Extended-range sports car at the electronic vanguard
By Marc Lachapelle
Lotus is back in F1 this year and Colin Chapman’s philosophy lives on in the cars designed by Group Lotus, owned by Malaysian carmaker Proton. In Geneva, Lotus Engineering unveiled the Evora 414E Hybrid, a concept that embodies its core principles: lightweight construction, efficiency, leading-edge electronics and exceptional dynamics.
Based on the new 2+2 sports car that will be coming to North America this year, the Evora 414E Hybrid is named for the 414 horsepower (in PS, the German measure) produced by its innovative plug-in and extended-range hybrid powertrain. This equates to 408 SAE horsepower and Lotus says its hybrid sports car can sprint to 100 km/h in about 4 seconds. About as quick as a supercar or the all-electric Tesla roadster, largely built at Lotus cars, by the way.
Each of the 414E Hybrid’s rear wheels is driven by an electric motor that produces 204 horsepower and 295 lb-ft of torque. By modulating the output to each wheel individually Lotus uses ‘torque-vectoring’ to define the car’s handling. The system should finely control understeer and oversteer, prevent slides as would a conventional yaw control system and enhance high-speed stability. Agility and turn-in are also improved beyond steering input by accelerating the outside driven wheel a touch more.
The transmission is single-speed but a sports mode with paddle shifters lets the driver pick between 7 simulated ratios to get the same effect as engine braking in a conventional car. Drive torque is even modulated to simulate the slight shudder of a gearshift. The simulated gears are also linked to the energy regeneration mode that recharges the 17-kilowatt lithium-polymer batteries. The pack is mounted in the centre of the car to keep it close to its inertial pivot point for the best stability and agility but also to keep it out of harm’s way.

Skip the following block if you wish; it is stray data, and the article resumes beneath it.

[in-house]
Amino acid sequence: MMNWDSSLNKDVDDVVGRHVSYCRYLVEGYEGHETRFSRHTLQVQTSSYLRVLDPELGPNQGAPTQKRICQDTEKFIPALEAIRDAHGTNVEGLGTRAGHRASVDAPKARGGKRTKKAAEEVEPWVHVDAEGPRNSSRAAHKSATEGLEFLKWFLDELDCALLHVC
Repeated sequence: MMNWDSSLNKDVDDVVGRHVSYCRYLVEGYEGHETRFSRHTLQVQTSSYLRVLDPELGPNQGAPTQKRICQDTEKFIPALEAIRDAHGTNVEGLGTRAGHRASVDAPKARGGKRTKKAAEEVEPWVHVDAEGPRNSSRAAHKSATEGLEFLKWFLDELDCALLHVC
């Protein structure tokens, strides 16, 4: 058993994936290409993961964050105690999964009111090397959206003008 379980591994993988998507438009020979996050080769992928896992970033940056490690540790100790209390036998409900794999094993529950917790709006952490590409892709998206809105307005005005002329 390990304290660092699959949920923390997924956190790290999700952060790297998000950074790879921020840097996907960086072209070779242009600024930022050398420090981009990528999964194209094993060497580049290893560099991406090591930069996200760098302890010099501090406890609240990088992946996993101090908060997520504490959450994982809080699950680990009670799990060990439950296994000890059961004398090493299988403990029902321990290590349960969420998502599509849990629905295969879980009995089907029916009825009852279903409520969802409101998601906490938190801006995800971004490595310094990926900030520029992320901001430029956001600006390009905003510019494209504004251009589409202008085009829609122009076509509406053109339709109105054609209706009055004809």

The Evora 414E Hybrid is said to be able to run on electric power alone for almost 60 kilometres. And when the battery charge level is low, a Lotus-designed 1.2 litre three-cylinder engine kicks in to recharge it with the integrated generator. The car’s total range is almost 500 kilometres. This innovative engine has its cylinder block, head and exhaust manifold in a single aluminum casting and weighs only 85 kg for an output of 47 hp at 3,500 rpm. The production Evora, by contrast, is powered by a 3.5-litre, 267-hp V6.
Lotus has long been a pioneer of synthesized sound and the Evora 414E Hybrid makes liberal use of it. The driver can choose between four programmed engine sounds: one simulates the roar of a V6, another the silky wail of a V12. Lotus calls the third one ‘futuristic’ and the fourth blends it with the sound of a conventional engine. The system even generates sound outside to make its passage heard in the city where quiet-running hybrids and electrics can creep up on pedestrians.
A true new-age sports car, then, true to the fundamental technical values at Lotus. Colin Chapman would be proud.